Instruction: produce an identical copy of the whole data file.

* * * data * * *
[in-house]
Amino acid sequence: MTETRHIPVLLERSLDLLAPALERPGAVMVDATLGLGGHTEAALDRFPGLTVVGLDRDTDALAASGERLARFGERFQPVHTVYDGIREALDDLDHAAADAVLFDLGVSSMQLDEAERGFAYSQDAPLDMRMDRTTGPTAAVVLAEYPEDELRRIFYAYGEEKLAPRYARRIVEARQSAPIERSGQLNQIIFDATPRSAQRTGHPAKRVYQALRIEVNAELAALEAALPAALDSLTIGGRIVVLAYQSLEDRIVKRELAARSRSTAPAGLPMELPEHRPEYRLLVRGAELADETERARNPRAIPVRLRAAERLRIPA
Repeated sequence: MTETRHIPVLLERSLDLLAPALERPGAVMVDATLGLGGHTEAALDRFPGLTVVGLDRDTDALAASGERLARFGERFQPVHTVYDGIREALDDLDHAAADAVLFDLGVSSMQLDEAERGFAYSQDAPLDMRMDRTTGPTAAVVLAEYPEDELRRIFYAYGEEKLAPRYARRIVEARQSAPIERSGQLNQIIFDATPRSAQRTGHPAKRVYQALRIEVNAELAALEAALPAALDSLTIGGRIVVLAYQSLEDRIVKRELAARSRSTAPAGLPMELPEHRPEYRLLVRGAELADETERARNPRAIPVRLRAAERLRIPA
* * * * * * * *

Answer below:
[in-house]
Amino acid sequence: MTETRHIPVLLERSLDLLAPALERPGAVMVDATLGLGGHTEAALDRFPGLTVVGLDRDTDALAASGERLARFGERFQPVHTVYDGIREALDDLDHAAADAVLFDLGVSSMQLDEAERGFAYSQDAPLDMRMDRTTGPTAAVVLAEYPEDELRRIFYAYGEEKLAPRYARRIVEARQSAPIERSGQLNQIIFDATPRSAQRTGHPAKRVYQALRIEVNAELAALEAALPAALDSLTIGGRIVVLAYQSLEDRIVKRELAARSRSTAPAGLPMELPEHRPEYRLLVRGAELADETERARNPRAIPVRLRAAERLRIPA
Repeated sequence: MTETRHIPVLLERSLDLLAPALERPGAVMVDATLGLGGHTEAALDRFPGLTVVGLDRDTDALAASGERLARFGERFQPVHTVYDGIREALDDLDHAAADAVLFDLGVSSMQLDEAERGFAYSQDAPLDMRMDRTTGPTAAVVLAEYPEDELRRIFYAYGEEKLAPRYARRIVEARQSAPIERSGQLNQIIFDATPRSAQRTGHPAKRVYQALRIEVNAELAALEAALPAALDSLTIGGRIVVLAYQSLEDRIVKRELAARSRSTAPAGLPMELPEHRPEYRLLVRGAELADETERARNPRAIPVRLRAAERLRIPA